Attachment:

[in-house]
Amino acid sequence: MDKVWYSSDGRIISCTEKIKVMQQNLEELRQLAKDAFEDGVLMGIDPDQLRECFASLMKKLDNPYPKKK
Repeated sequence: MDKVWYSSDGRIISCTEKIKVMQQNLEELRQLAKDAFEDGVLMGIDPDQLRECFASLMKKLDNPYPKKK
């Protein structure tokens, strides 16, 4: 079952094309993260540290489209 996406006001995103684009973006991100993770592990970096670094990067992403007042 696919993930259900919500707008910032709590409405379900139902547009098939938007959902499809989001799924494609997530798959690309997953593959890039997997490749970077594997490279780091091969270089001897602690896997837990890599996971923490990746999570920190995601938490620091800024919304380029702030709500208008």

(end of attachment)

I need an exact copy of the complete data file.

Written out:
[in-house]
Amino acid sequence: MDKVWYSSDGRIISCTEKIKVMQQNLEELRQLAKDAFEDGVLMGIDPDQLRECFASLMKKLDNPYPKKK
Repeated sequence: MDKVWYSSDGRIISCTEKIKVMQQNLEELRQLAKDAFEDGVLMGIDPDQLRECFASLMKKLDNPYPKKK
């Protein structure tokens, strides 16, 4: 079952094309993260540290489209 996406006001995103684009973006991100993770592990970096670094990067992403007042 696919993930259900919500707008910032709590409405379900139902547009098939938007959902499809989001799924494609997530798959690309997953593959890039997997490749970077594997490279780091091969270089001897602690896997837990890599996971923490990746999570920190995601938490620091800024919304380029702030709500208008």